Heavy Metal(s)

Heavy Metal(s)

by Carol Baroudi
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“Heavy metal” isn’t associated only with rock music http://bit.ly/1IHdrcK read about how it applies to #sustainability via @carol_baroudi
Wednesday, April 8, 2015 - 10:40am

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“Heavy metal” isn’t associated only with rock music. In sustainability, it refers to real metals like cadmium, mercury and lead. And we can all agree that while a little heavy metal ringing in our earphones is OK, we really don’t want to find heavy metals in our water or soil. However, they’re in the electronics we use every day.

Consider lead. You might not remember when lead was a common ingredient in gasoline. It was 1973 when the U.S. Environmental Protection Agency (EPA) published “EPA’s Position on the Health Implications of Airborne Lead,” and not too long after, automobile manufacturers introduced the catalytic converter, designed to run only on unleaded fuel. And lead paint causes nervous system damage, stunted growth, kidney damage, and delayed development and is considered a likely carcinogen.

Mercury poisoning has been studied for nearly 100 years, but many of us grew up with our parents sticking mercury thermometers in our mouths. The charge to get mercury out of healthcare is championed by Health Care Without Harm, who in partnership with the World Health Organization (WHO) has created an initiative to eliminate mercury in thermometers and blood pressure monitoring devices around the globe by 2020. Ironically, we probably have more mercury in our homes now than when mercury thermometers were in their heyday. Compact fluorescent lights (CFLs) contain mercury and should not be put in the trash. That means you must return them to retailers when they die. If one happens to break, follow the EPA’s guidance for cleanup.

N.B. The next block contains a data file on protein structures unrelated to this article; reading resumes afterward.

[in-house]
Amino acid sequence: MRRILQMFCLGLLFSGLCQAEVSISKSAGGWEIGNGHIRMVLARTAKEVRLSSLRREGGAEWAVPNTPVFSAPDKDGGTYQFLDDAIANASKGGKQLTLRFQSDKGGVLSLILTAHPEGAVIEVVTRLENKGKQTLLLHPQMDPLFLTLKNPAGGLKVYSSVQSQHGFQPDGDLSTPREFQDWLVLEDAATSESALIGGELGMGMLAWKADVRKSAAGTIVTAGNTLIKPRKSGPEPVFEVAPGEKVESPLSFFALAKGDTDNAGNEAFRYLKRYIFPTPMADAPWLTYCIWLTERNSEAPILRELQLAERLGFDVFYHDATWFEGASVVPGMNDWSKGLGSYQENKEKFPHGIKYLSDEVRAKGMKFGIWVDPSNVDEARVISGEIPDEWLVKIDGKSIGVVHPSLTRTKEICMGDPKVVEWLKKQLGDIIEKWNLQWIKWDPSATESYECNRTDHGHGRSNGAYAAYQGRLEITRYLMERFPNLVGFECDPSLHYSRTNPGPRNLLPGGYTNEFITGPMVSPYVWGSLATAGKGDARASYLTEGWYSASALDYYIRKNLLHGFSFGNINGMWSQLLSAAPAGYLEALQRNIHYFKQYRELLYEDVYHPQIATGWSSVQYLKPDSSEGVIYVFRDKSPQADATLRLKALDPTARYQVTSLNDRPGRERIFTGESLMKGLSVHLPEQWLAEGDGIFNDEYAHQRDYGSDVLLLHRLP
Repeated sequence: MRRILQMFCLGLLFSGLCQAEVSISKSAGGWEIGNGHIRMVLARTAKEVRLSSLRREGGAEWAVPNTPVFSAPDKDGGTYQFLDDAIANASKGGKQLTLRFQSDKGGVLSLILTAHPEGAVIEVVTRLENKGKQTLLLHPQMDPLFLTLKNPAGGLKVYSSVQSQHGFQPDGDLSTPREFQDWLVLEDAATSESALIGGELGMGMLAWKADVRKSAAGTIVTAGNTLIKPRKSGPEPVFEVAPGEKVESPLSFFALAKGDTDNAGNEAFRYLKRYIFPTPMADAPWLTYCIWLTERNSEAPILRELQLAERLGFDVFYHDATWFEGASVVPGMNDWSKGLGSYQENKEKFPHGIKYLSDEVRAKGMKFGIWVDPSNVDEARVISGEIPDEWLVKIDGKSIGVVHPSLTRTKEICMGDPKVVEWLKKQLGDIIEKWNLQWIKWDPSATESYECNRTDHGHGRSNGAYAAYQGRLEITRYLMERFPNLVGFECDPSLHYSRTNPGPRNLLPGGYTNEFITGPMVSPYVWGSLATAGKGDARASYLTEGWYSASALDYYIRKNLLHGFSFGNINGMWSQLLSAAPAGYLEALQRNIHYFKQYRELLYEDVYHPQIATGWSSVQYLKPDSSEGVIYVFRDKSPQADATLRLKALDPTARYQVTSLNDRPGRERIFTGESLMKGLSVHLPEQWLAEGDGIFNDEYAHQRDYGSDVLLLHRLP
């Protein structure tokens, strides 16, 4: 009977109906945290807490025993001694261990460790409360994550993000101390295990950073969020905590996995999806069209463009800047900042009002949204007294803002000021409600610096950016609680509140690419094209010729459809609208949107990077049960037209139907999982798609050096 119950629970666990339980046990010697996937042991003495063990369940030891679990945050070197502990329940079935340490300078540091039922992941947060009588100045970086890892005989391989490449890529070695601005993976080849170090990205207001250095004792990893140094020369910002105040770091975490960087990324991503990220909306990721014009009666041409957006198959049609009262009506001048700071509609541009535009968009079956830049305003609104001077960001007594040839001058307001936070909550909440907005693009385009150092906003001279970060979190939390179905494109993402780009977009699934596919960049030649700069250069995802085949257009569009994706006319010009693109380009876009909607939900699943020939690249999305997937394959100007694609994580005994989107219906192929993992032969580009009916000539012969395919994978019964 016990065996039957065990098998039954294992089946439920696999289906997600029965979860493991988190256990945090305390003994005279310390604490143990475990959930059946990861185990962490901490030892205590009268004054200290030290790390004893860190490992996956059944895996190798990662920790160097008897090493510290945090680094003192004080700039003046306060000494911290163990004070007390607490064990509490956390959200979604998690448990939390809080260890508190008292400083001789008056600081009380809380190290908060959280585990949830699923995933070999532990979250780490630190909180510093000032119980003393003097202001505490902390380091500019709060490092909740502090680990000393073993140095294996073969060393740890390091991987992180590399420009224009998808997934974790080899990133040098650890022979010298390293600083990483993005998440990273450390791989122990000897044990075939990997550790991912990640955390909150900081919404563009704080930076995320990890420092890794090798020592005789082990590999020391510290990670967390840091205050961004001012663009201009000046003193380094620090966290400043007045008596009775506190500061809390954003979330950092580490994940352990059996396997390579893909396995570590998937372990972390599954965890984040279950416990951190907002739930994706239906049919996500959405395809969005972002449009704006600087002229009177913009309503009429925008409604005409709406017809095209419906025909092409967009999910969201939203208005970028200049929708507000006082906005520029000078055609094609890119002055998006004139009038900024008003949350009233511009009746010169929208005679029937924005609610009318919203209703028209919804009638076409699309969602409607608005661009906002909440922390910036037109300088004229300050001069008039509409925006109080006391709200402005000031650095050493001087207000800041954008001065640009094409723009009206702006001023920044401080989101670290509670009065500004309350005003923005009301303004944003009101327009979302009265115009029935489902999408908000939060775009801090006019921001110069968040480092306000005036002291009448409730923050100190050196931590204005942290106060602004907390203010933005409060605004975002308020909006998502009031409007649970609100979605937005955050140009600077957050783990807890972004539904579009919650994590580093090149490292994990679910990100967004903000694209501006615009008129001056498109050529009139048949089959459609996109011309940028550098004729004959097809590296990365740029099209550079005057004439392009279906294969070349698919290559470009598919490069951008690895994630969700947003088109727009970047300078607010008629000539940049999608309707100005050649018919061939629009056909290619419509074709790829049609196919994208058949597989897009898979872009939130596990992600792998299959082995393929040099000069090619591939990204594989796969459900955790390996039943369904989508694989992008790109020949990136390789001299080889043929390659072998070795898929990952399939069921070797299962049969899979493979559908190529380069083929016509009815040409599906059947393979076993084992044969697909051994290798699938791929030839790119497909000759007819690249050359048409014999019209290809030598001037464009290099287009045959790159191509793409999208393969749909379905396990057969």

Cadmium poisoning most often is associated with industrial exposure, cigarettes, and pigments used by artists. The U.S. Department of Labor Occupational Health & Safety Administration (OSHA) has documented known hazards associated with cadmium since 1992.

Do not throw your electronics into the trash – no matter how small the device, no matter how convenient it may be to do so. The metals in e-waste make ordinary trash toxic. It’s why more and more states and municipalities are banning them from landfills. If you don’t know what to do with your e-waste, drop me a line and I’ll give you some suggestions: cbaroudi@arrow.com.

CATEGORY: Environment